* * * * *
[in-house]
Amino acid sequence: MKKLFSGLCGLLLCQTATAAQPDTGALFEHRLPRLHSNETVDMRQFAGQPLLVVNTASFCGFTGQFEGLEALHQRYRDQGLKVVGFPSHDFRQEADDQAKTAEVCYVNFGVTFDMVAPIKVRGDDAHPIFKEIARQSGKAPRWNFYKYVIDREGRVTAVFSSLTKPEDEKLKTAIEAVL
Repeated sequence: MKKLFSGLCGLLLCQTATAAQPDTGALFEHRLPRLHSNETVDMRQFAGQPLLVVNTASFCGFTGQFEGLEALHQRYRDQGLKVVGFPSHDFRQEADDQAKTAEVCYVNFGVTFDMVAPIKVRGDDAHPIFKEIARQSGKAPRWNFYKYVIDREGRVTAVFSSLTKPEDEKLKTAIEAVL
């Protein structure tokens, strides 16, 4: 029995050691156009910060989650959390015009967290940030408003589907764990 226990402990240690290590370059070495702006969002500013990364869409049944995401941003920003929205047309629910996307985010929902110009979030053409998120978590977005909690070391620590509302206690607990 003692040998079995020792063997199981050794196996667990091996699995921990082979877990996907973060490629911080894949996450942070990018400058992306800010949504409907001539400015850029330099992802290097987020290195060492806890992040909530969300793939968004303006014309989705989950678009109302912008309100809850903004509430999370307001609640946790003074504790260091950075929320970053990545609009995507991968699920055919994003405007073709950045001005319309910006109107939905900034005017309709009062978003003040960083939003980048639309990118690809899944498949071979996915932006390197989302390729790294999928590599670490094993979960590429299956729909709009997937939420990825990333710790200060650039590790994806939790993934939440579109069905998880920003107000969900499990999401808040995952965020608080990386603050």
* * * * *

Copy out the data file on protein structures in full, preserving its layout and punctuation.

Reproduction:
[in-house]
Amino acid sequence: MKKLFSGLCGLLLCQTATAAQPDTGALFEHRLPRLHSNETVDMRQFAGQPLLVVNTASFCGFTGQFEGLEALHQRYRDQGLKVVGFPSHDFRQEADDQAKTAEVCYVNFGVTFDMVAPIKVRGDDAHPIFKEIARQSGKAPRWNFYKYVIDREGRVTAVFSSLTKPEDEKLKTAIEAVL
Repeated sequence: MKKLFSGLCGLLLCQTATAAQPDTGALFEHRLPRLHSNETVDMRQFAGQPLLVVNTASFCGFTGQFEGLEALHQRYRDQGLKVVGFPSHDFRQEADDQAKTAEVCYVNFGVTFDMVAPIKVRGDDAHPIFKEIARQSGKAPRWNFYKYVIDREGRVTAVFSSLTKPEDEKLKTAIEAVL
């Protein structure tokens, strides 16, 4: 029995050691156009910060989650959390015009967290940030408003589907764990 226990402990240690290590370059070495702006969002500013990364869409049944995401941003920003929205047309629910996307985010929902110009979030053409998120978590977005909690070391620590509302206690607990 003692040998079995020792063997199981050794196996667990091996699995921990082979877990996907973060490629911080894949996450942070990018400058992306800010949504409907001539400015850029330099992802290097987020290195060492806890992040909530969300793939968004303006014309989705989950678009109302912008309100809850903004509430999370307001609640946790003074504790260091950075929320970053990545609009995507991968699920055919994003405007073709950045001005319309910006109107939905900034005017309709009062978003003040960083939003980048639309990118690809899944498949071979996915932006390197989302390729790294999928590599670490094993979960590429299956729909709009997937939420990825990333710790200060650039590790994806939790993934939440579109069905998880920003107000969900499990999401808040995952965020608080990386603050």